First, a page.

Last August, National Public Radio promoted a book titled In Defense of Looting. On Monday, the NPR Politics Podcast aired a "Book Club" segment where the NPR fans were supposed to read a book together, and this case it was a book titled America on Fire: The Untold History of Police Violence and Black Rebellion Since the 1960s. NPR correspondent Danielle Kurtzleben interviewed the author, Elizabeth Hinton, a radical professor of African-American studies at Yale (and Yale Law School).
The show title was Black Rebellion: Mass Violence And The Civil Rights Movement.
Hinton said she was "super pumped" to join NPR, and Kurtzleben replied "I'm pumped, too. I love doing these episodes. This is so exciting. this book is so excellent." As you could tell from the title, rioting and looting was going to be romanticized as "rebellion." (As opposed to horror over the dreadful January 6 riot.) Kurtzleben began:
KURTZLEBEN: You talk about these clashes as rebellions -- and quite pointedly, not as riots. It's a very meaningful choice. It really kind of shapes how the reader perceives these clashes. Tell us more about how you made that choice, about the differentiation to you.
HINTON: So much of why we've been stuck in this, you know, in this policy cycle is the response to these incidents of collective violence when they emerged in the mid-1960s and language is really important in understanding the true kind of meaning and motivations behind this form of violence, so that we might be able to respond to it more effectively.
So beginning in Harlem in 1964, after a 15-year-old black high school student was killed by a New York city police officer, and residents took to the streets for several days and you know, attacked police officers, and looted stores and burned buildings, Lyndon Johnson said this violence is linked to crime and delinquency problems in our cities. It's lawless, it has nothing to do with the civil rights movement, it's crime...
So Hinton thinks it's wrong to describe looting, burning buildings, and violence against police as "crime." Clearly, she thinks violence is an important driver of social change. She's insulted that the violent rioters aren't recognized as idealistic advocates for progress:
HINTON:...failing to recognize the socioeconomic causes of the rebellions and the shared set of grievances between protesters within the movement for racial justice at the time, who were fighting for full political and economic inclusion in American society. So like the mainstream civil rights movement, the demands of those who embraced these sets of violent tactics were rooted in a demand to end police violence, of course, protection from white supremacy, decent jobs, expanded educational opportunities, and housing. And instead of recognizing these larger drivers, Johnson and other officials insisted this is criminal, and therefore the only response is more police, which is precisely the things the residents were protesting against.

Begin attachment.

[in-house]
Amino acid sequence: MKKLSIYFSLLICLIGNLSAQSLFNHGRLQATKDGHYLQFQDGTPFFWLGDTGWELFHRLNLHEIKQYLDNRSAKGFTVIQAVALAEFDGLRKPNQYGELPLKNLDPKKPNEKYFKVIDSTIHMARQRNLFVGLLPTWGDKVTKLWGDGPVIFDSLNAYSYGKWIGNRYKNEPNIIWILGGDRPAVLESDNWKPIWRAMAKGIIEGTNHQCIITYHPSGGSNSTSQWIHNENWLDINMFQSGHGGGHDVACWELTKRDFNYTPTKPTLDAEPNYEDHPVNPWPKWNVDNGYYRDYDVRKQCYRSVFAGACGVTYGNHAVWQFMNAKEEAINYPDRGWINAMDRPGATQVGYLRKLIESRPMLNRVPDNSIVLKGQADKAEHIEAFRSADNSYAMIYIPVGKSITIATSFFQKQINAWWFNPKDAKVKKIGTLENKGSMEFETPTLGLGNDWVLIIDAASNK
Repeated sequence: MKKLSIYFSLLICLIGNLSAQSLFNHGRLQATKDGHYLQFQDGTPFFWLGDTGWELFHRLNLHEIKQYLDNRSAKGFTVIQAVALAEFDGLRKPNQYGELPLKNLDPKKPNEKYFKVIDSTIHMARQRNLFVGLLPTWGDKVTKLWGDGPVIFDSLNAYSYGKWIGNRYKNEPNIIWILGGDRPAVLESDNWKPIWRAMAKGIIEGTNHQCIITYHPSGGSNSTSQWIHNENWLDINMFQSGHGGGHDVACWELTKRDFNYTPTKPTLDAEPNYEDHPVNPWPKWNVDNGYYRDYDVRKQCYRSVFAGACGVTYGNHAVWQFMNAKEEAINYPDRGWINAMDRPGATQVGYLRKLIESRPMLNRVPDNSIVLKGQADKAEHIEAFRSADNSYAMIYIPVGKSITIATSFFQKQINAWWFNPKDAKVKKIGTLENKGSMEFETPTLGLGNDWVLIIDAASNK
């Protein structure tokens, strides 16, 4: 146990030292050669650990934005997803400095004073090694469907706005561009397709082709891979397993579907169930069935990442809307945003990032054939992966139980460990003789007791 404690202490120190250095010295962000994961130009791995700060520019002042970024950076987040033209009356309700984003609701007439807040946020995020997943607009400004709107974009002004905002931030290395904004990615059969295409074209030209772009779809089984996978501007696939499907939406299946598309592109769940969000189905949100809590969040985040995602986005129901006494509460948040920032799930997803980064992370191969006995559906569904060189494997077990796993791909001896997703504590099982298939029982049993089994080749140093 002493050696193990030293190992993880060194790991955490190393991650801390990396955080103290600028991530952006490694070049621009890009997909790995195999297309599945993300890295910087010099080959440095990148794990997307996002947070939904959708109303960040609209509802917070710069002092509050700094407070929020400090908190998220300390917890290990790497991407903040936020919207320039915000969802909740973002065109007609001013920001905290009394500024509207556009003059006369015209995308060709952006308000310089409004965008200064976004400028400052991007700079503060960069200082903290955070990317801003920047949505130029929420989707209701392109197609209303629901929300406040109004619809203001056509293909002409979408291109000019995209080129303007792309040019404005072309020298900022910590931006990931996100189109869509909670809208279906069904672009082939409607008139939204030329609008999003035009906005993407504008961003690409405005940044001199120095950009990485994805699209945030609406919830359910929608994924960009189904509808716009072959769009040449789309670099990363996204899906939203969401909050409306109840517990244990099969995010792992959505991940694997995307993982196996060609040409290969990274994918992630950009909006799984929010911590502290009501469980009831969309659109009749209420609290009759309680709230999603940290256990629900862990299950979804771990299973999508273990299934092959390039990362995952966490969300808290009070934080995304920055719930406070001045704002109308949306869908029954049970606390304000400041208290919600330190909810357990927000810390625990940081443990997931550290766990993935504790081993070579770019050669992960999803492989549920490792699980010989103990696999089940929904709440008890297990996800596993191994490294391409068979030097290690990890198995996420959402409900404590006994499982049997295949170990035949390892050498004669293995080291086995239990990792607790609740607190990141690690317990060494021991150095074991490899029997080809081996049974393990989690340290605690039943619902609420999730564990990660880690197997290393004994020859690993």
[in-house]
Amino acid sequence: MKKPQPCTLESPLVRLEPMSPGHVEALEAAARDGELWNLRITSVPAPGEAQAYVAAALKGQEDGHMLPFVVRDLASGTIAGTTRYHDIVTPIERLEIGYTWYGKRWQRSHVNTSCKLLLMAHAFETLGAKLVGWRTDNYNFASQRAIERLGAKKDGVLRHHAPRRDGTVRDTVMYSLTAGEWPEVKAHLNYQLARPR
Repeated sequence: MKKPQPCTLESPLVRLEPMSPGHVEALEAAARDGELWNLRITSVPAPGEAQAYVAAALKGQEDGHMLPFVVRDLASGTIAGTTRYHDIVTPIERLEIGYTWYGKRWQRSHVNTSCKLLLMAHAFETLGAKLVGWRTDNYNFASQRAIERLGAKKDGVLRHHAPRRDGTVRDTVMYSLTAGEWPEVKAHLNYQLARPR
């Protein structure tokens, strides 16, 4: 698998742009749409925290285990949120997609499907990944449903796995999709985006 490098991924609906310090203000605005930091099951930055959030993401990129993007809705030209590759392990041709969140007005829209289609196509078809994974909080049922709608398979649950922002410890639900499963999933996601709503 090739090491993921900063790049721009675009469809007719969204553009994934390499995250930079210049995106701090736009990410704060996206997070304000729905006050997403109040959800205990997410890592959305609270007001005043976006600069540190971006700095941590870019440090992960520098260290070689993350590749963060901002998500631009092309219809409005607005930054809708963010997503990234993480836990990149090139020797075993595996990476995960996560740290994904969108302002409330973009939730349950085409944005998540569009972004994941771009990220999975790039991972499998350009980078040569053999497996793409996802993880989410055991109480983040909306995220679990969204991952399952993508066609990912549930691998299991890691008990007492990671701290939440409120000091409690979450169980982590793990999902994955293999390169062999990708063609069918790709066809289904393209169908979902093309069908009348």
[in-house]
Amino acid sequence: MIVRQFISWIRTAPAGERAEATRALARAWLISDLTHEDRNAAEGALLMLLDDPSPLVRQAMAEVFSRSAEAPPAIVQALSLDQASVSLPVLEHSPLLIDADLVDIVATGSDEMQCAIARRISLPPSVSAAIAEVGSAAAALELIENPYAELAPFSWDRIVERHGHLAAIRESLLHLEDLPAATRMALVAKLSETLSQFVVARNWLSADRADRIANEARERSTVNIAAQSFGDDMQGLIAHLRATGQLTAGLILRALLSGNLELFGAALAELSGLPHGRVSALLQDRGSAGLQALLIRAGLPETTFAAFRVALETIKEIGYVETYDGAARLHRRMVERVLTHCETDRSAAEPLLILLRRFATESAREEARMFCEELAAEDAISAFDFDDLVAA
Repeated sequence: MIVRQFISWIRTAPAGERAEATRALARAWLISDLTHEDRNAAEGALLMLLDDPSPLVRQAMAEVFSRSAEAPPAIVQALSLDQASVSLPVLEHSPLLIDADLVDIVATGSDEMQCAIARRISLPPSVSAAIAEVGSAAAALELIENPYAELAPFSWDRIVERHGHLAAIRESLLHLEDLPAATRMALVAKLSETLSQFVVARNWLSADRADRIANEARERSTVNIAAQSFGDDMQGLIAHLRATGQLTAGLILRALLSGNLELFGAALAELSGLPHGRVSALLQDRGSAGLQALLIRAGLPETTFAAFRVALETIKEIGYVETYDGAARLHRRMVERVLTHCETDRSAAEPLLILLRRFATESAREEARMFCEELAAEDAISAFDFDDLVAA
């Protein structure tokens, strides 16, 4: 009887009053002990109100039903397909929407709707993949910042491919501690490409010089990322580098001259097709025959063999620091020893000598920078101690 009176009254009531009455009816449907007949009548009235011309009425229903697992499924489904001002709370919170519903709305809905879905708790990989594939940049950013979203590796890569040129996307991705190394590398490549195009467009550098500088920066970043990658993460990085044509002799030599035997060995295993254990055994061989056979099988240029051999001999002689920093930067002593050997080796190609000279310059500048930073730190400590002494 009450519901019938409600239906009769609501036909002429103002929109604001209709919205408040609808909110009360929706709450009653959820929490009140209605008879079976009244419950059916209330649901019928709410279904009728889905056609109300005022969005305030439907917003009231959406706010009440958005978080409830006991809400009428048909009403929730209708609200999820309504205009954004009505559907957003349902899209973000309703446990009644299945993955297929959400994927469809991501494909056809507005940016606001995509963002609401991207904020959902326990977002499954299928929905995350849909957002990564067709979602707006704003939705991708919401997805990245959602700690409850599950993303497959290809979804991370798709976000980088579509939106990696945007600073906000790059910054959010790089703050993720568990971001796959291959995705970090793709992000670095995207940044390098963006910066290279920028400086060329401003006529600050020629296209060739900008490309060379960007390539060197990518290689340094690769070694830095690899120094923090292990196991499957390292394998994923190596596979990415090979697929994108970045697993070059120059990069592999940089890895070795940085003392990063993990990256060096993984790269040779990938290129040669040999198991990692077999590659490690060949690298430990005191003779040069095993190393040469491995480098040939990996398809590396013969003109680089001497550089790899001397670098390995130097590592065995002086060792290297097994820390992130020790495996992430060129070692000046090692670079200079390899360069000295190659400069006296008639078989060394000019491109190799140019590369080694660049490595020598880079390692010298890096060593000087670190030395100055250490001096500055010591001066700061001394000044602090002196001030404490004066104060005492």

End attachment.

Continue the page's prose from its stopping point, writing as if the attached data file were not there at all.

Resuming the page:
Her point was that "violent and nonviolent protest were deeply intertwined" as part of the solution. Everyone was looting....for social justice?
Obviously, blacks weren't fully integrated into American society in 1964, but the whole rationale for this book now is to explain the George Floyd riots of 2020, as if nothing had changed in 56 years. Hinton's book clearly argues "the optimistic story of a post–Jim Crow United States no longer holds." (See below.)
"It's a great book," gushed Kurtzleben at the end, and thanked NPR legal correspondent Carrie Johnson for recommending it for the book club.
PS: This is the flavor of the book you get at Amazon:
“Not since [communist] Angela Davis’s 2003 book, Are Prisons Obsolete?, has a scholar so persuasively challenged our conventional understanding of the criminal legal system.” ―Ronald S. Sullivan, Jr., Washington Post
From one of our top historians, a groundbreaking story of policing and “riots” that shatters our understanding of the post–civil rights era.
...Even in the aftermath of Donald Trump, many Americans consider the decades since the civil rights movement in the mid-1960s as a story of progress toward greater inclusiveness and equality. Hinton’s sweeping narrative uncovers an altogether different history, taking us on a troubling journey from Detroit in 1967 and Miami in 1980 to Los Angeles in 1992 and beyond to chart the persistence of structural racism and one of its primary consequences, the so-called urban riot. Hinton offers a critical corrective: the word riot was nothing less than a racist trope applied to events that can only be properly understood as rebellions―explosions of collective resistance to an unequal and violent order. As she suggests, if rebellion and the conditions that precipitated it never disappeared, the optimistic story of a post–Jim Crow United States no longer holds.